I had my first bowling experience in Germany a few days ago. Our car needed a little tune up and the mechanic was located a couple of blocks from the bowling alley in S’s hometown of Hof, Bavaria. Since the repair was scheduled to take about 1 hour, S thought we could go bowling during the appointment and pick up the car afterward.
S called to book a lane at the local bowling alley. They told him that the lanes were all completely booked that evening, except for a 1 hour time slot between 7-8pm. That was exactly when our mechanic appointment was, so it worked out pretty well!
We went bowling with S’s sister who has been bowling many times before. On our way to the bowling alley, I asked S how many times he’d been bowling before. His answer? 0! I couldn’t believe it! I mean, I’m no bowling league bowler or anything but I have definitely bowled my fair share of gutter balls and spares at birthday parties growing up. When I pressed S for the reason behind his lack of bowling experience, he said that the bowling we were about to take part in was actually the American version with 10 pins and a huge ball with 3 drilled holes for your fingers. He had played the German version of bowling before, Kegeln, which only has 9 pins and a smaller wooden or plastic ball. Mystery solved – Difference #1.
S, his sister and I had a blast bowling. Somehow I got off to an early lead. S quickly caught up after rolling a few gutter balls and then it was strike city. No turkeys or strikes for me, just a couple of spares.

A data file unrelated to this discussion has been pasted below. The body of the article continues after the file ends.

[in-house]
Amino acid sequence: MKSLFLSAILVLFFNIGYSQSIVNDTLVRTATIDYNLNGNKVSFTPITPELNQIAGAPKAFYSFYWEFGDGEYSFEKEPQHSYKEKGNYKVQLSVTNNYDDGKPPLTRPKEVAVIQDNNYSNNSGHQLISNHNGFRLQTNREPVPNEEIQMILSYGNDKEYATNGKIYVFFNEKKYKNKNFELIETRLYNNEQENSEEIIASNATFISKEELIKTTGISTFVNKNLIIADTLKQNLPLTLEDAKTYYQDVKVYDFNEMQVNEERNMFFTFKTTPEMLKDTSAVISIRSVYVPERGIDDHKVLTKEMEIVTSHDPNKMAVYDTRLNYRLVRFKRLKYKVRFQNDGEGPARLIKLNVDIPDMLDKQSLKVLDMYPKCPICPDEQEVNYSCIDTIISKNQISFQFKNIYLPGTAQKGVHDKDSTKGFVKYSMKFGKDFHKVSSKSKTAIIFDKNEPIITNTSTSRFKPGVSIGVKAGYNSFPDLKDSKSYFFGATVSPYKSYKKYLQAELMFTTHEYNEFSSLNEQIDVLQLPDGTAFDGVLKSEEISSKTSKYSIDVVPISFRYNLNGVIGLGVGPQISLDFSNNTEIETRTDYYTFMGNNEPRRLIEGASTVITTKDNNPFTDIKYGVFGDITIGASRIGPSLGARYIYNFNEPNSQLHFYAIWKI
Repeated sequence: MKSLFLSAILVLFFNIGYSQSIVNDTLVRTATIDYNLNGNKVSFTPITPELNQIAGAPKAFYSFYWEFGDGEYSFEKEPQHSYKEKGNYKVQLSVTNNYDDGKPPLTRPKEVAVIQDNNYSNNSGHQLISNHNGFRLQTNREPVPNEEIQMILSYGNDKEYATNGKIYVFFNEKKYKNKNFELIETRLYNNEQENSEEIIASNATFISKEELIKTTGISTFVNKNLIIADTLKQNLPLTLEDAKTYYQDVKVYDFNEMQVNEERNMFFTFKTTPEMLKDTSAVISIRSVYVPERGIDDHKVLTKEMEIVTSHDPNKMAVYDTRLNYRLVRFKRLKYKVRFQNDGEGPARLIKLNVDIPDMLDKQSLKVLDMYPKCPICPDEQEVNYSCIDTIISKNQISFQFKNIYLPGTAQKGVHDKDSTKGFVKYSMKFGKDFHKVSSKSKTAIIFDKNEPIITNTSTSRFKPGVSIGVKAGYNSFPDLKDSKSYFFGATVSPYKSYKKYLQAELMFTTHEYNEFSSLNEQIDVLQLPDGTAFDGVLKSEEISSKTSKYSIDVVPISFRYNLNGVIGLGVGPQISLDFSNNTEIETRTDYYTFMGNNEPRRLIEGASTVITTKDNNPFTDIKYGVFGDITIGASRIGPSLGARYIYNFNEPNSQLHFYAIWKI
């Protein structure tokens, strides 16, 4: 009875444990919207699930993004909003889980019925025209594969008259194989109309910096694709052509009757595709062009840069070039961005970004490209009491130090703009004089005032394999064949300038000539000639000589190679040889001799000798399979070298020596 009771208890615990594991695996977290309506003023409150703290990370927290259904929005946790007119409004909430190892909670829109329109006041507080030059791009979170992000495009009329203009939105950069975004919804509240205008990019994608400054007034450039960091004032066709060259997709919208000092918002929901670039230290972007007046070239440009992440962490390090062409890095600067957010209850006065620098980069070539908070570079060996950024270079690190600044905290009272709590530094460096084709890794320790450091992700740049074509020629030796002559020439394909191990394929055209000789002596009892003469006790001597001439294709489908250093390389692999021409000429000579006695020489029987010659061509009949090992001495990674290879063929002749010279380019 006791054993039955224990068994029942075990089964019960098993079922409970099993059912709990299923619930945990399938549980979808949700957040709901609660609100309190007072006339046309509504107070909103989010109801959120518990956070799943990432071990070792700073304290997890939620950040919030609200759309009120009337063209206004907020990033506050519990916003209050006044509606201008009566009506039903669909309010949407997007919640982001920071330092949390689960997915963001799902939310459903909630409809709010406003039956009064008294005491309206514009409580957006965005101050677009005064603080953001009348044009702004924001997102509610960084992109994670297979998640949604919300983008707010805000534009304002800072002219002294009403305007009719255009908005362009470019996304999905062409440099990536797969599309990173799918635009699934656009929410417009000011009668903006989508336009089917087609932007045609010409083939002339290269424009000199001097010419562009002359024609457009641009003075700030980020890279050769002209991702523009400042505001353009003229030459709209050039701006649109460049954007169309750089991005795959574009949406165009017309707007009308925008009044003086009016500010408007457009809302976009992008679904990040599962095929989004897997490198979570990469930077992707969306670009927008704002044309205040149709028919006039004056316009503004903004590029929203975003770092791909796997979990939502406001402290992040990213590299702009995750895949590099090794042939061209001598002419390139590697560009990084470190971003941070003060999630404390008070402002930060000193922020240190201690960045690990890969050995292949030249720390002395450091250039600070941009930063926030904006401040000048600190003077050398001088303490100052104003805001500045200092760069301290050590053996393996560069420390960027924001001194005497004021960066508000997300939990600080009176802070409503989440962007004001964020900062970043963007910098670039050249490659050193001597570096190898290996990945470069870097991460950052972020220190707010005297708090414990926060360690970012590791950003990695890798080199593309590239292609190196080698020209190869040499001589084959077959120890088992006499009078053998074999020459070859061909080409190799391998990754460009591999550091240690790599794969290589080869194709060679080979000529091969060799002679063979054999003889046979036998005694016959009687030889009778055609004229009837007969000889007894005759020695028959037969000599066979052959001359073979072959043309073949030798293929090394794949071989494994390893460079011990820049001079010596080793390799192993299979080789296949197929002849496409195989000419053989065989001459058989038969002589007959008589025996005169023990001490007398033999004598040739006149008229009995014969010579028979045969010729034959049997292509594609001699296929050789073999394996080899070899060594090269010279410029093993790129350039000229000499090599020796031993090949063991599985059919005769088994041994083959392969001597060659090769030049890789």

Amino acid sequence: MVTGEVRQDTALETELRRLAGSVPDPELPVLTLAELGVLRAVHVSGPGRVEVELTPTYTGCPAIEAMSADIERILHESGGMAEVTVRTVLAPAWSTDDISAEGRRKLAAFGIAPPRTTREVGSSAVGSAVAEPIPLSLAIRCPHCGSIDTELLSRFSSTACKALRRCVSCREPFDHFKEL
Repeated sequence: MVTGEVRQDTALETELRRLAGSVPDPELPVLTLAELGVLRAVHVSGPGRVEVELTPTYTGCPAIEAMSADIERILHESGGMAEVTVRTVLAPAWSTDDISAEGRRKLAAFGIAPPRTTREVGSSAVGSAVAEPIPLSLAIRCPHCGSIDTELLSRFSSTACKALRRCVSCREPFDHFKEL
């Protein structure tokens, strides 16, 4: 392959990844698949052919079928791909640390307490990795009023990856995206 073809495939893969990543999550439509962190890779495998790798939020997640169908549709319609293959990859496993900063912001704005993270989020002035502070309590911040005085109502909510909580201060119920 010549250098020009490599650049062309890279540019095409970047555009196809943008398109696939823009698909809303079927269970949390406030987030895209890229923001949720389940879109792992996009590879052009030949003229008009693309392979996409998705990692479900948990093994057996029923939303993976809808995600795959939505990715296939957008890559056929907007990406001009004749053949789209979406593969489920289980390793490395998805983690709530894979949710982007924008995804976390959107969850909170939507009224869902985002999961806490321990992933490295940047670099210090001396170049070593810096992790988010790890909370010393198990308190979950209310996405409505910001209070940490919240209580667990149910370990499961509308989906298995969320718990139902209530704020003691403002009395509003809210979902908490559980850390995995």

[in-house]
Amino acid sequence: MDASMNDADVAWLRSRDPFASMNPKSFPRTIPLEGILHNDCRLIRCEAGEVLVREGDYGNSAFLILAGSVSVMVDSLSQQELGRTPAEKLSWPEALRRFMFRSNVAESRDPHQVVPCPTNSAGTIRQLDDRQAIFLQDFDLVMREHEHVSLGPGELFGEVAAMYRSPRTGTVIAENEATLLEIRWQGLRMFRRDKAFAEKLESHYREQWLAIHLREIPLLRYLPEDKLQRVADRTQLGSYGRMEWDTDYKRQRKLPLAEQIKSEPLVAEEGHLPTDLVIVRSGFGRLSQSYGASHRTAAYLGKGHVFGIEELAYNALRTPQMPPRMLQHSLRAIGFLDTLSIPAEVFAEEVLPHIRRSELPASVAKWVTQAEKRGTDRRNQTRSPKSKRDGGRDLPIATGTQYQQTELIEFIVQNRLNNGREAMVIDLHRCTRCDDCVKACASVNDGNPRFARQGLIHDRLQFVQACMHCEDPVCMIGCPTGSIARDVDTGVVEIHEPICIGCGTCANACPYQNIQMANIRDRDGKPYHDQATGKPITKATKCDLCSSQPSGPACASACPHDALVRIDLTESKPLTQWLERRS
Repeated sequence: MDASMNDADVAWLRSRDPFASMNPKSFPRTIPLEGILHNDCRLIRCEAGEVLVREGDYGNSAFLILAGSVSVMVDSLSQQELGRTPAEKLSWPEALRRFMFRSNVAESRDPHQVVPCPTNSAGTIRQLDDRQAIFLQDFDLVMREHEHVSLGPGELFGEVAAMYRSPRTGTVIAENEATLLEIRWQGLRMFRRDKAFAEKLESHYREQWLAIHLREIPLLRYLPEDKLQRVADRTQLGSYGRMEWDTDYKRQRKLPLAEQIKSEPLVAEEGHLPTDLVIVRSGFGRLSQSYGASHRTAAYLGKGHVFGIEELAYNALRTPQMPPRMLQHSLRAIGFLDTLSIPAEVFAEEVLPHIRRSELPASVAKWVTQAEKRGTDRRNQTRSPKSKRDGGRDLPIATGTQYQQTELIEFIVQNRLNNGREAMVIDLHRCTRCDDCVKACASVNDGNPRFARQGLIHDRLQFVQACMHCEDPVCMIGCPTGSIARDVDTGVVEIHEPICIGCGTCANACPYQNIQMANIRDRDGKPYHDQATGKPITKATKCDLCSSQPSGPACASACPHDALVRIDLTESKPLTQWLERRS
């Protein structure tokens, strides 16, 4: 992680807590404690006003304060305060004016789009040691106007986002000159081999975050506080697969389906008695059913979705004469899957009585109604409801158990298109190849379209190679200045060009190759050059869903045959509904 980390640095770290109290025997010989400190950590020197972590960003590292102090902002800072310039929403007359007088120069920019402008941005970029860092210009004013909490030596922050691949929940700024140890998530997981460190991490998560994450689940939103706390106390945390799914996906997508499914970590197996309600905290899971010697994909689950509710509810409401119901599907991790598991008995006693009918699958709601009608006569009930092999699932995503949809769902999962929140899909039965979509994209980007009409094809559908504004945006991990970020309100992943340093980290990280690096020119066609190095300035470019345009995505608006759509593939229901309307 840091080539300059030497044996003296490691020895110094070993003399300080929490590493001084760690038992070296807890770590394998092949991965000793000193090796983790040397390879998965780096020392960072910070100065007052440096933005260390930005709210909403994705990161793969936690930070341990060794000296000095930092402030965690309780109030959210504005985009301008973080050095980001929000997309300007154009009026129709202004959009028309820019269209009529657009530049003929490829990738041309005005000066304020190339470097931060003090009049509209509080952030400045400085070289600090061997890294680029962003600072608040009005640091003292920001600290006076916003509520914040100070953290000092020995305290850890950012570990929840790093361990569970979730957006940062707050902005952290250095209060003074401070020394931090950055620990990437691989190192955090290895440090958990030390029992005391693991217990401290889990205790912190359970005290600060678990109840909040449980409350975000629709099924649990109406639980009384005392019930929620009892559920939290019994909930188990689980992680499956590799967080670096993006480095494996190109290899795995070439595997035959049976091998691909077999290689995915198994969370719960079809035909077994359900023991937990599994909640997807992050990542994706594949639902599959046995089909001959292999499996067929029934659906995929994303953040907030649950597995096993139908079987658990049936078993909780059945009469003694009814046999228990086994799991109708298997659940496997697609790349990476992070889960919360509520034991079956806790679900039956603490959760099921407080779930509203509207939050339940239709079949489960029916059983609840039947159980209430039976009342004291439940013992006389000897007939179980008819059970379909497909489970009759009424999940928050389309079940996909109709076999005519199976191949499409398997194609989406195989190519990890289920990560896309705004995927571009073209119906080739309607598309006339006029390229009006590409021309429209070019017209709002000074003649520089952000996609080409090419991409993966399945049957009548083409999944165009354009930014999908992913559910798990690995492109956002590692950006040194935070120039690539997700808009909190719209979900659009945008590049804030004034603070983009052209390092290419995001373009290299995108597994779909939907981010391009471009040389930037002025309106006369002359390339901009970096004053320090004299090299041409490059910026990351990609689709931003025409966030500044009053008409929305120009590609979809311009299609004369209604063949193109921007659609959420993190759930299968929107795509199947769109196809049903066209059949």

At one point prior to my second roll of a frame, the pins didn’t appear (they were still covered by the pin guard). (I don’t know if this is an actual term, but I don’t know what it’s called. Anyone know?) In Canada, there is usually a button on the bowling ball return where you can reset the pins if they are stuck. This was nowhere to be found and a staff member had to go behind the alley to un-stick the offending ball. Difference #5 – Where’s the reset button?
Difference #6 boggled my mind and is the reason I decided to write a post comparing bowling in Canada vs. Germany. While I was waiting for my turn to bowl, I looked across to the people bowling in Lane 5. They were eating….right in the bowling area. At every bowling alley I’ve ever been to, you can order hot dogs, nachos and other greasy, concession stand style food but you have to eat it outside the bowling area. This guy (maybe ‘Thomas’?) was eating (and I kid you not) a Caprese salad of sliced tomato, fresh mozzarella and basil with a balsamic reduction. This salad was more beautiful that any other Caprese salad I have ever seen and it was from a bowling alley no less! ‘Thomas’ was balancing the plate on his knees and eating with a knife and fork between his turns. I was shocked to say the least. Who is allowed to eat in the bowling area and furthermore, since when can you get a Caprese salad at a bowling alley?! With balsamic reduction?!
We ended up fitting in just about 3 games before it was time to pick up the car at the mechanic. I’d loved to play again soon! Maybe I’ll order my own Caprese salad next time…